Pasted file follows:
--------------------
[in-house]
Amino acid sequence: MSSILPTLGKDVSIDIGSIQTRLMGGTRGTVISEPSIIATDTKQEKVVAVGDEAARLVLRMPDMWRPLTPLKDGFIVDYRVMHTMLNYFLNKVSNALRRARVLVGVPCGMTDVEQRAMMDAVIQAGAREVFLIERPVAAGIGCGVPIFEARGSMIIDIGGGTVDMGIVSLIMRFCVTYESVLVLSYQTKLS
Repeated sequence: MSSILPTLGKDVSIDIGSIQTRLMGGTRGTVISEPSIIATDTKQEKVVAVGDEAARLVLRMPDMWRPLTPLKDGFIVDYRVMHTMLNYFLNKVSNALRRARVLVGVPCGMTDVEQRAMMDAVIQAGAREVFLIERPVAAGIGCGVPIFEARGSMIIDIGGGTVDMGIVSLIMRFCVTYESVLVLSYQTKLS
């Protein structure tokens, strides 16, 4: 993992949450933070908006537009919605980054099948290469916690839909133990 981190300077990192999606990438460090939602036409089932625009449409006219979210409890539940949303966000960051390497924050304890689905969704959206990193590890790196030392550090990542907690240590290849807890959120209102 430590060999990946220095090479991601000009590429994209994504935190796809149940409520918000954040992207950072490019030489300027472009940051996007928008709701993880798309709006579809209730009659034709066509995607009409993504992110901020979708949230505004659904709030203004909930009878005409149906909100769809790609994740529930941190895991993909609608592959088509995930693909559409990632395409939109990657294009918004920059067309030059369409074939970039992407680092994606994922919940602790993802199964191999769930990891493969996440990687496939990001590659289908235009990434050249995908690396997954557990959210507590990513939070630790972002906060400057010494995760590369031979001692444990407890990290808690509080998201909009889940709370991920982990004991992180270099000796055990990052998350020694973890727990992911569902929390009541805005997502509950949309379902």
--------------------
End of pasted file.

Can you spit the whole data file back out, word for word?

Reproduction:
[in-house]
Amino acid sequence: MSSILPTLGKDVSIDIGSIQTRLMGGTRGTVISEPSIIATDTKQEKVVAVGDEAARLVLRMPDMWRPLTPLKDGFIVDYRVMHTMLNYFLNKVSNALRRARVLVGVPCGMTDVEQRAMMDAVIQAGAREVFLIERPVAAGIGCGVPIFEARGSMIIDIGGGTVDMGIVSLIMRFCVTYESVLVLSYQTKLS
Repeated sequence: MSSILPTLGKDVSIDIGSIQTRLMGGTRGTVISEPSIIATDTKQEKVVAVGDEAARLVLRMPDMWRPLTPLKDGFIVDYRVMHTMLNYFLNKVSNALRRARVLVGVPCGMTDVEQRAMMDAVIQAGAREVFLIERPVAAGIGCGVPIFEARGSMIIDIGGGTVDMGIVSLIMRFCVTYESVLVLSYQTKLS
């Protein structure tokens, strides 16, 4: 993992949450933070908006537009919605980054099948290469916690839909133990 981190300077990192999606990438460090939602036409089932625009449409006219979210409890539940949303966000960051390497924050304890689905969704959206990193590890790196030392550090990542907690240590290849807890959120209102 430590060999990946220095090479991601000009590429994209994504935190796809149940409520918000954040992207950072490019030489300027472009940051996007928008709701993880798309709006579809209730009659034709066509995607009409993504992110901020979708949230505004659904709030203004909930009878005409149906909100769809790609994740529930941190895991993909609608592959088509995930693909559409990632395409939109990657294009918004920059067309030059369409074939970039992407680092994606994922919940602790993802199964191999769930990891493969996440990687496939990001590659289908235009990434050249995908690396997954557990959210507590990513939070630790972002906060400057010494995760590369031979001692444990407890990290808690509080998201909009889940709370991920982990004991992180270099000796055990990052998350020694973890727990992911569902929390009541805005997502509950949309379902």